Holocaust Heroes and Martyrs Remembrance Day is the official name. The shorter, blunter name we usually call this day is Yom HaShoah.
At 10:00 this morning all movement stopped. Israelis got out of their car or chair or whatever and stood in silence for two long minutes. Only the chilling wail of every air-raid siren in the country was heard.
I happened to be out walking on the campus of the Hebrew University of Jerusalem. Flags were set out in the center of the plaza. Someone had just sung "Eli, Eli." Then the siren blared. Each young person went into his/her own thoughts and/or prayers but we all stood together, Jewish and Arab students, religious and secular, in uniform and in civilian. It felt right, standing with my people.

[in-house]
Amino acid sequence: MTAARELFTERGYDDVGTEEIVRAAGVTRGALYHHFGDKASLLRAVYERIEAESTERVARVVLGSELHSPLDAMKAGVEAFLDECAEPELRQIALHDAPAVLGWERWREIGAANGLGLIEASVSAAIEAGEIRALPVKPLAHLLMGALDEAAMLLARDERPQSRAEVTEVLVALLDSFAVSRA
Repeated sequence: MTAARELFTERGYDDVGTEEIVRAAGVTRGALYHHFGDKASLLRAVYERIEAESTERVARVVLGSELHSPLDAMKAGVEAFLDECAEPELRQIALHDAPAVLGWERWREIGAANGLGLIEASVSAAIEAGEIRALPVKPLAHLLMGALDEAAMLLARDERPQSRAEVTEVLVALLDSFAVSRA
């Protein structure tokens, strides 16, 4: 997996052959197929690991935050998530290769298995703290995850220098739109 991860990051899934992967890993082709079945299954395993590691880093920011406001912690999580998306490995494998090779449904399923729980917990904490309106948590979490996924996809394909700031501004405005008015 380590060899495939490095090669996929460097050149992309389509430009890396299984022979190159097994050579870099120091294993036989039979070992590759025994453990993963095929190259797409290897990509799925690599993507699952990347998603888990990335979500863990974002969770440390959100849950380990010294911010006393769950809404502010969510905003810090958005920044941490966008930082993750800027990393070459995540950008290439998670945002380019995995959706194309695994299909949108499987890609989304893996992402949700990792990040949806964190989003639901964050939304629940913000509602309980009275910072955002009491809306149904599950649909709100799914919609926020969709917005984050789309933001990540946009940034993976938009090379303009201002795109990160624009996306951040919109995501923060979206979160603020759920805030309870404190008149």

And, the greatest blessing--beside me stood my daughter and her two little sons--Jewish, Israeli, Hebrew-speakers, and very much alive! My grandkids have names: Dean and Eyal.
The 1,500,000 children killed in Hitler's death camps had learned to answer to the number tatooed on their arm. The emphasis of this year's Shoah Day is "Children in the Shoah."
As I tried to contain my tears, our near-by siren blast came to an end. But still no one moved. We all remained motionless, listening as far-away sirens from all parts of Jerusalem tapered off and finally became silent. It was as if we all wanted to savor the feeling of standing together, united in the intensity of remembering.
"Names, not numbers" is my contribution to today's ABC Wednesday.